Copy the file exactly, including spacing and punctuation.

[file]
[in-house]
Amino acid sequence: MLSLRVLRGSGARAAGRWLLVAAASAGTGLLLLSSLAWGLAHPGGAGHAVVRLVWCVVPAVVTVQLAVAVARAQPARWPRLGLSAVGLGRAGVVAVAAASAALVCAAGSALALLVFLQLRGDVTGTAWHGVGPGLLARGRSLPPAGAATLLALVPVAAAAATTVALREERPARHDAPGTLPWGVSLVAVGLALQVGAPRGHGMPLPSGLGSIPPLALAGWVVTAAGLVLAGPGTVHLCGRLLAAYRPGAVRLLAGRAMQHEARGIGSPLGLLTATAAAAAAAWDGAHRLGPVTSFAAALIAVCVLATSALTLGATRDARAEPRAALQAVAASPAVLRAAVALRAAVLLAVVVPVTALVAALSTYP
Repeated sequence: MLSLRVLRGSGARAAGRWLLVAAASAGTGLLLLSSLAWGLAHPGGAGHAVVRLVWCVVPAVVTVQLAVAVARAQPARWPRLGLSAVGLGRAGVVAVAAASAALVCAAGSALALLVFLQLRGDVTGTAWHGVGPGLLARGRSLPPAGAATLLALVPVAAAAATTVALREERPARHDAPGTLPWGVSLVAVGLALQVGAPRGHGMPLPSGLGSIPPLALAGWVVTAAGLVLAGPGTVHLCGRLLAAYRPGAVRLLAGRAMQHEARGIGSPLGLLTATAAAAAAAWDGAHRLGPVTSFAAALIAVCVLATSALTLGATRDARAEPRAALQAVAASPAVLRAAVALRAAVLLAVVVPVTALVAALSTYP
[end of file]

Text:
[in-house]
Amino acid sequence: MLSLRVLRGSGARAAGRWLLVAAASAGTGLLLLSSLAWGLAHPGGAGHAVVRLVWCVVPAVVTVQLAVAVARAQPARWPRLGLSAVGLGRAGVVAVAAASAALVCAAGSALALLVFLQLRGDVTGTAWHGVGPGLLARGRSLPPAGAATLLALVPVAAAAATTVALREERPARHDAPGTLPWGVSLVAVGLALQVGAPRGHGMPLPSGLGSIPPLALAGWVVTAAGLVLAGPGTVHLCGRLLAAYRPGAVRLLAGRAMQHEARGIGSPLGLLTATAAAAAAAWDGAHRLGPVTSFAAALIAVCVLATSALTLGATRDARAEPRAALQAVAASPAVLRAAVALRAAVLLAVVVPVTALVAALSTYP
Repeated sequence: MLSLRVLRGSGARAAGRWLLVAAASAGTGLLLLSSLAWGLAHPGGAGHAVVRLVWCVVPAVVTVQLAVAVARAQPARWPRLGLSAVGLGRAGVVAVAAASAALVCAAGSALALLVFLQLRGDVTGTAWHGVGPGLLARGRSLPPAGAATLLALVPVAAAAATTVALREERPARHDAPGTLPWGVSLVAVGLALQVGAPRGHGMPLPSGLGSIPPLALAGWVVTAAGLVLAGPGTVHLCGRLLAAYRPGAVRLLAGRAMQHEARGIGSPLGLLTATAAAAAAAWDGAHRLGPVTSFAAALIAVCVLATSALTLGATRDARAEPRAALQAVAASPAVLRAAVALRAAVLLAVVVPVTALVAALSTYP